Thursday, April 29, 2010

Accepting the Past

Recipe: Jamie's Breakfast Casserole with Ham and Cheese

Truth be told... I saw this going differently.

It's just that you might say I grew up on eggs. And not in the sense of living in the country, gathering your own farm-fresh eggs every morning... but moreso that they were so cheap, we turned them into breakfast, lunch, and dinner (which, I must admit, mom, I completely get it now, being one of those crazy adults who has a grocery budget of her own, etc.). It seemed like not a week went by where eggs didn't star in something on our menu - ranging from fried egg and ham sandwiches, to scrambled eggs and hash (out of a can!), and at its height, scrambled eggs with chili on top (which got a family's worth of raised eyebrows... only to be forgotten with the first bite).

Yes, I did just say "hash (out of a can!)" but make no mistake, my mom spent considerable amounts of time in the kitchen preparing healthy, well-rounded meals, for us, every night of the week, and she also made sure that in the midst of everything else, we prioritized eating together as a family. Or should I say... eating eggs together as a family.

So as fate would have it, nowadays, not only do eggs play a prominent role in my own weekly menu (with special thanks to a just-as-cheap-as-me husband who loves breakfast anytime of the day), but I actually like and even crave them (it's true).

To say this Ham and Cheese Breakfast Casserole* was a no-brainer is stating the obvious. Cheese? Breakfast meat? And, eggs?! Yes, please. And if I hadn't had a great reason to serve it at brunch, you can bet it'd have been right at home on our any-night-of-the-week dinner menu.

So I guess I owe a(nother) thank you to my mother-so-dearest...without whom I would never have known the joy of eggs, or how many different ways you can serve them.

*I substituted smoked Kielbasa for the ham and used our favorite cheesy bread to up the cheesiness.

Friday, April 23, 2010

Writing Imperfectly

As I've come to expect from myself, I'd sat through about 3 minutes of day two of training before I was reminded that my memory is far from perfect. Or my interpretation of my memory... however that best makes sense to you.

what I meant yesterday about writing on an 8th grade level. You should still aspire to do this, don't get me wrong, but in doing so, don't talk down to your audience - but rather, write in a way that makes sense to a wide audience and simplify... focusing on that 8th grade level.

One other thing I can't believe I forgot to tell you about (it's true that the most obvious things are often what escapes us) is Search Engine Optimization (SEO). Both users (90% of the time people use search engines, rather than a specific pages' Search, for open-ended queries) and search engines have become so much more sophisticated - users are inputting longer search requests so that miniscule little "Search" box is becoming inadequate.

I'm personally ready to move on, though. Enough with the Web Usability... and onto Writing for the Web (which nicely picked up right where day one had left off):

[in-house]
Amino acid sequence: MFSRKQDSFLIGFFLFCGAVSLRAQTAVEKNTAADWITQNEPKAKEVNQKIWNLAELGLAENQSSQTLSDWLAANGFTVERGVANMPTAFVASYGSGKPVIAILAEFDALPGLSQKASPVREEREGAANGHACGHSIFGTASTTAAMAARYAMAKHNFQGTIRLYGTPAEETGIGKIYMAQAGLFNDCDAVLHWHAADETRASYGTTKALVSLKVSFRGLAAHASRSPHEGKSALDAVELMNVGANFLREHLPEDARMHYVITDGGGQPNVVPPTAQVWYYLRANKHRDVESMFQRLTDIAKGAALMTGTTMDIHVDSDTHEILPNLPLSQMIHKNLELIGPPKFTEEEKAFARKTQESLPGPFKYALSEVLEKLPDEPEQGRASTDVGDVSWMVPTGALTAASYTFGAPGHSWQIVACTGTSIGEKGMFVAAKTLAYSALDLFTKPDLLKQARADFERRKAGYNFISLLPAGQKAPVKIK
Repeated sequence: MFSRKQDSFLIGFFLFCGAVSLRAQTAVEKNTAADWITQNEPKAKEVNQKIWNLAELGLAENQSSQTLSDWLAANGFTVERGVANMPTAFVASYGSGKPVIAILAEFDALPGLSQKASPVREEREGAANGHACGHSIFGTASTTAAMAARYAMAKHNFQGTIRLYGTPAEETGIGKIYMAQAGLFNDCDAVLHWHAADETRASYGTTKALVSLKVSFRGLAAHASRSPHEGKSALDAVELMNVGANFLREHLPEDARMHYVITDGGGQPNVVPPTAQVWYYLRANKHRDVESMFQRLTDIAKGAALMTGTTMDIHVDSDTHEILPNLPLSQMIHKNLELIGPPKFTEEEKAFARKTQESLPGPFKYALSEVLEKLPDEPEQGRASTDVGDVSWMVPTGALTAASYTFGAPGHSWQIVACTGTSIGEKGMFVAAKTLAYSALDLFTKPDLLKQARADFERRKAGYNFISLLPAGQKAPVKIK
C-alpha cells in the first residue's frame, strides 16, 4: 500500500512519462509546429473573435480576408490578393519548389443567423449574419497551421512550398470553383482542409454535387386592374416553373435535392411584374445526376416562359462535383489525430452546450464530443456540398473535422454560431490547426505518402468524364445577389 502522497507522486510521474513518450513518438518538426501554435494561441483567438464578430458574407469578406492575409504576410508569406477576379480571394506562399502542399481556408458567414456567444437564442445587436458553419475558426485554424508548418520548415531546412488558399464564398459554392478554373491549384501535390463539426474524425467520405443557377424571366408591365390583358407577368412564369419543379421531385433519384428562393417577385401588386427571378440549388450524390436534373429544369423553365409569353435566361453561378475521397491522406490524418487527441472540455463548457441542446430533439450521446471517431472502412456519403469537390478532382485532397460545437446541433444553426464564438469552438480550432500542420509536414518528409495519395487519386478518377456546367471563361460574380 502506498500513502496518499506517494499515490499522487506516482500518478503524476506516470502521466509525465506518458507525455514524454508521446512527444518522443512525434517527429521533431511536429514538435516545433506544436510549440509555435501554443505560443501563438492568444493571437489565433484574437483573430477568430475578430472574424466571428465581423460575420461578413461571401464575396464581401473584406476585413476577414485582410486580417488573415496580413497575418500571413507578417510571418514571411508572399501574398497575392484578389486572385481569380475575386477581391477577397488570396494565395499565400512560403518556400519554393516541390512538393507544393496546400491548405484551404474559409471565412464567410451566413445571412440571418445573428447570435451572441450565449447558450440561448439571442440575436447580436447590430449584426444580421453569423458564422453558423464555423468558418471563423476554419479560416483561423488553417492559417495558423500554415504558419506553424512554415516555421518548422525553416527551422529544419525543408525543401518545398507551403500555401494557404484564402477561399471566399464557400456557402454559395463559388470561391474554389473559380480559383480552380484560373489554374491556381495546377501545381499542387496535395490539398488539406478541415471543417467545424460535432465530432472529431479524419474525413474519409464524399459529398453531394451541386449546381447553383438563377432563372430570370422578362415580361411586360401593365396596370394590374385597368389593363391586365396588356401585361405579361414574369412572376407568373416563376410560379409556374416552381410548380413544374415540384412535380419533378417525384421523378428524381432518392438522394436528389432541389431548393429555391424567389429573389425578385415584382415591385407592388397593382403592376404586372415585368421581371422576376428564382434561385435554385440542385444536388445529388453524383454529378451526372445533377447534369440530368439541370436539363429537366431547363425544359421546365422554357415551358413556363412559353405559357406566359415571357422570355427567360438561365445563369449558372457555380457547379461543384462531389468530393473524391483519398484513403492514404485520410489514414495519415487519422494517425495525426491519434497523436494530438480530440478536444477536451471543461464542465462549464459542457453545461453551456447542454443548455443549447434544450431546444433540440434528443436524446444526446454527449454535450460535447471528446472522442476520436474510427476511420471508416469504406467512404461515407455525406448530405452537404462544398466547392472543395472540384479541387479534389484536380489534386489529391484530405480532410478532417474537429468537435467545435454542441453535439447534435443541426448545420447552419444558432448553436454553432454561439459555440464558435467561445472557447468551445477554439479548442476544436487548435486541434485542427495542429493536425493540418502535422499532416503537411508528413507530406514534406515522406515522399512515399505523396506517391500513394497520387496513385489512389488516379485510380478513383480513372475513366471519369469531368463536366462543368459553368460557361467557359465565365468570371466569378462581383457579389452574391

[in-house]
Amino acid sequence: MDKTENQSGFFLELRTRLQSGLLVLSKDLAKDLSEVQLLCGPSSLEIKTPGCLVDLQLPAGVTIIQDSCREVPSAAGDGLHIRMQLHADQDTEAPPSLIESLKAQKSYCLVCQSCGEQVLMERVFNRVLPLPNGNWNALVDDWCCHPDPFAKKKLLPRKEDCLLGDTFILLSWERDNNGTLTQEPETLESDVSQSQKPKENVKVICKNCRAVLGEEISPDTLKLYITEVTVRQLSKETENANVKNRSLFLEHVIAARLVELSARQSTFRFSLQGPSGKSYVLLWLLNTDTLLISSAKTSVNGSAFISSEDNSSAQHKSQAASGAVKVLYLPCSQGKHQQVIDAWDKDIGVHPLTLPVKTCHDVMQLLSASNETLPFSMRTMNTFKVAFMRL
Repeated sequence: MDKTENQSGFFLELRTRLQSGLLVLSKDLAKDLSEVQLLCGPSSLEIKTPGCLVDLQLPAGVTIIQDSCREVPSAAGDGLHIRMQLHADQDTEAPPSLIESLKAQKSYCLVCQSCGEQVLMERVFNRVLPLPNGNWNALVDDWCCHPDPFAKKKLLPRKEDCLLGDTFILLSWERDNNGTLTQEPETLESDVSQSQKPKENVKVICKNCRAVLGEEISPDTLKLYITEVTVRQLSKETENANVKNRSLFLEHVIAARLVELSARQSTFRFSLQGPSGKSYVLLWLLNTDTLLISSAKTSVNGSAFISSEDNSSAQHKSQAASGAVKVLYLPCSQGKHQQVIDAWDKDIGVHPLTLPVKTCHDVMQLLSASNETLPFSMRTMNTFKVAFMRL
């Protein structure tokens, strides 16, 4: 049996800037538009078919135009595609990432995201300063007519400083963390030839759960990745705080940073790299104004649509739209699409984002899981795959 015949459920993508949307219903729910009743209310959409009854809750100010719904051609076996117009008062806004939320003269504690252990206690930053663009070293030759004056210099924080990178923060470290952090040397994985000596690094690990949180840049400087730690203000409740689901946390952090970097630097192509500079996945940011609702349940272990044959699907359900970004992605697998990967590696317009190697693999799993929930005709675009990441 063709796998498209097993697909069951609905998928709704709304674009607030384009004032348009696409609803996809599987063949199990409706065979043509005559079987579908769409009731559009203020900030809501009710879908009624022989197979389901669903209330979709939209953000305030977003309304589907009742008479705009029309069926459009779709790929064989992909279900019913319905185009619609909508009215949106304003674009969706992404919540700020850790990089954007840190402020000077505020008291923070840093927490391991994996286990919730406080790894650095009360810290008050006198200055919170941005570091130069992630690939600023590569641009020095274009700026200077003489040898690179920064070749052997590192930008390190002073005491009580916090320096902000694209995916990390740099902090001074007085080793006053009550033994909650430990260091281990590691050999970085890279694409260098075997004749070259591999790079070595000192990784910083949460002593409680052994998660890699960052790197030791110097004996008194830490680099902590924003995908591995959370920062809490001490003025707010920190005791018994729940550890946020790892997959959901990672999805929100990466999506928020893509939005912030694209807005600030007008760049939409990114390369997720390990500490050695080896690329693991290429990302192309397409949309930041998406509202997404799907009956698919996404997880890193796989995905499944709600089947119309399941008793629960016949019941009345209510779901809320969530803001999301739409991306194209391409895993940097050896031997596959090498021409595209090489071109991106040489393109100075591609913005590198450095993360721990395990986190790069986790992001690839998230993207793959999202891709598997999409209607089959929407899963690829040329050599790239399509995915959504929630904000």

• Who are we (us, online)? We don't want to read a lot, we're impatient, and we are on the move. Keep this in mind as you create content (and I'll continue to write more of what you don't want to and don't have time to read).

  • Do NOT attempt to take printed material and just 'paste' it onto a website. It just won't work.

  • Committed readers (people who stay on a page to read at least 1/2 of the content) are few and far between:

    • Pages with 50 words are optimal with 80% committed readers (this doesn't mean to cut all of your pages down to 50 words but to focus on chunking your content into readable sections)

    • Pages with 100 words fall down to 50% committed readers

    • Pages with 200 words gain an obismal 30% committed readers

  • Users love lists!! Bold words! We see these as shortcuts to finding what we're looking for.

  • The words "Click here" or "Link here" are lost opportunities to give your readers more information; instead make an 'article heading' (or other content rich text) a link.

  • Accessibility is important! But not just for the handicapped. If you write with Accessibility in mind, you're designing a page so that all users can more quickly receive the information they desire.

  • Stock photos... oh, stock photos. They present a credibility loss for the site as users find them off-putting and they might incorrectly portray an image for your site. People are more drawn to non-professional pictures that they can relate to.

And with that, I have given you a classic "do as I say, not as I do" as my writing here certainly would be an embarrassment to the lecturer who imparted her wisdom to us yesterday. Hopefully, though, we can all continue to learn and practice together.

Thursday, April 22, 2010


Embarrassing fact: the term “web usability” meant about well, nothing, to me a month or so ago

Remedy: as of today, “web usability” means a whole lot to me (and it's all sorts of interesting!)

A happy coincidence has found me in the Windy City this week for some work and a little bit of play. With my employer rather keen on professional development and my day-job involving a fair amount of website design and content creation, it was a given that the Nielsen Norman Group’s Web Usability Week Conference would be ideal for me in this time of (strictly work-related) transition (from our current website to our upcoming “spiffy” new site – keeping in mind that “spiffy” is relative).

One day in... consider me a happy customer. I couldn’t be more pleased after my day-long session. I learned so much and had fun doing so. And since we all find ourselves here, right now, on the web, I thought it’d be fun to share some tips that I gathered today during the “Fundamentals in Web Usability” session that might just apply to you (though, admittedly, if you do website design full-time, this will be old hat):

  • It turns out that users actually will scroll (beyond “the fold” – the first screen that you see on any given monitor)… but only a total of 2.3 pages worth.

  • Less is more! Cluttered (with the wrong images, content, etc.) websites just distract your user from what they came to do in the first place.

  • When writing content for a general audience, do so as if your users have the literacy level of an 8th grader (yes, I'm serious... and no, this doesn't have anything to do with the American education system).